In the semester after 911, my most important teachers were hobbits.
I met Frodo Baggins for the first time in the months after the twin towers were hit on September 11, 2001. My family was living in Alaska, and I was attending seminary in Seattle, so I had to be away from my young son for weeks at a time.
My nine-year-old was not happy that I was away from home, and he refused to speak to me on the phone. He would, however, allow his father to lay the phone receiver on the pillow next to his head in the evening, and he and his stuffed bears would quietly listen to me read our current bed-time book, The Lord of the Rings.
We had just finished reading The Hobbit that summer, and I thought The Lord of the Rings would be a children’s tale in the same style, adventurous and clever. I was not prepared for the increasing darkness and seriousness of the books. I worried that the war images were too much.
However, everyone around us was trying to make sense of the events of 911, and the terrible contraction of terror and self-righteous fury that had seized our country. Somehow, as the weeks went on, Tolkien’s books seemed the perfect metaphor for the complex and dark feelings that were arising, like poisonous mist off the Dead Marshes, the battles we were having with ourselves on an archetypal level.
Together, my child and I learned about the beautiful, shining gold ring, with its irresistible attraction and malevolent, debilitating power, the intended tool of the Dark Lord Sauron for dominating Middle-Earth. One by one we met all the other valiant but short-sighted “grown-ups” gathered around the ring, with their myriad confusions and mixed motivations—the wizards and kings and elves and dwarves, who for all their worldly wisdom, cannot even touch the ring without turning into monsters.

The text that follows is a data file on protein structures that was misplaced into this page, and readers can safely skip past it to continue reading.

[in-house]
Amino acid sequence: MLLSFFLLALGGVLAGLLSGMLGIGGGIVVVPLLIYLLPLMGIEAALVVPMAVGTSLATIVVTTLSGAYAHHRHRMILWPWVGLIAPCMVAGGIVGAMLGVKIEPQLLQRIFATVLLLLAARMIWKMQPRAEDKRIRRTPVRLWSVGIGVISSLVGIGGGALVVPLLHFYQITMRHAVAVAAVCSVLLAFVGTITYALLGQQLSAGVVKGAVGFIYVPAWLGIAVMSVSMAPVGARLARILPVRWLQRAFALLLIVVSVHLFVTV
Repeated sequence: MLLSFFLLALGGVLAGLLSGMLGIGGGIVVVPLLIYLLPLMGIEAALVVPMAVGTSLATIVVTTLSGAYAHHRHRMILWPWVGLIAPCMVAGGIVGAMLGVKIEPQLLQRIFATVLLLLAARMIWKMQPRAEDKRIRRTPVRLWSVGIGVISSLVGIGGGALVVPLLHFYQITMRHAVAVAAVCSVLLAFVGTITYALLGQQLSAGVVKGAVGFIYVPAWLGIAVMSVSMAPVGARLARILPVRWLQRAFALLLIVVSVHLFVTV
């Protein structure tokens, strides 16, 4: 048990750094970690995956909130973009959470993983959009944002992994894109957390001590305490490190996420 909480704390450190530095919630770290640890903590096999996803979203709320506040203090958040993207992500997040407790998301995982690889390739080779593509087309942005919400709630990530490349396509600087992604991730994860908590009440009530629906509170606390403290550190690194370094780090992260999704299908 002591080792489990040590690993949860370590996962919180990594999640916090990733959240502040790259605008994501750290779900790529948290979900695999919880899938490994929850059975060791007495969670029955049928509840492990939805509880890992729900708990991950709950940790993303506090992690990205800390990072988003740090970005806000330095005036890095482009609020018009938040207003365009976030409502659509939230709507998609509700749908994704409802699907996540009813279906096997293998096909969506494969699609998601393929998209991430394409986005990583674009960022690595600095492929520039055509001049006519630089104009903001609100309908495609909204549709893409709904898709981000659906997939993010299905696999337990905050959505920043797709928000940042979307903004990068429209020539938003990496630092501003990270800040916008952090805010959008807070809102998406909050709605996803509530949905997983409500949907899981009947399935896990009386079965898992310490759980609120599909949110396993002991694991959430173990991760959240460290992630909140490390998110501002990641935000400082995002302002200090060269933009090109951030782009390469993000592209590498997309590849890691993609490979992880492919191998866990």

And the surprise of these odd little creatures, the naïve and earnest hobbits, who want only comfort and coziness and regular snacks, taking on the impossible task that none of the big people can handle, the quest to destroy the ring in the fires of Mount Doom to save Middle Earth.
“I will take the Ring,” says Frodo softly at the Council of Elrond, “though I do not know the way.” The rest of the big people are so befuddled by the ring that they are fighting and shouting and they don’t even hear him at first. Frodo steps up to the task, though it’s the last thing he wants to do, and on the surface, he is the least equipped. Even though his name means “wise,” he is the anti-hero, the anti-warrior, anxious and insecure and lost.
His best friend Sam was forbidden to come to the secret council meeting to decide the fate of the world, but of course, like a good best friend, Sam had snuck in. When he sees from his hiding place what Frodo is about to do, he brashly reveals his presence and squeaks: “But you won’t send him off alone, surely!”
Here I was at wisdom school, studying to be a leader in the church, searching for practical tools, a lantern to hold up to the murky path. We have become Sauron, defensive, justified in our greed, ready to unleash the unholy forces buried deep in our unconsciousness: orcs, trolls, goblins, and balrogs.
None of us knows where we are going, or if we have what it takes to get there. I had an excellent education in seminary, but my most practical lessons were from worried, stumbling Frodo, and his best friend Sam steadfastly tending the cookfires.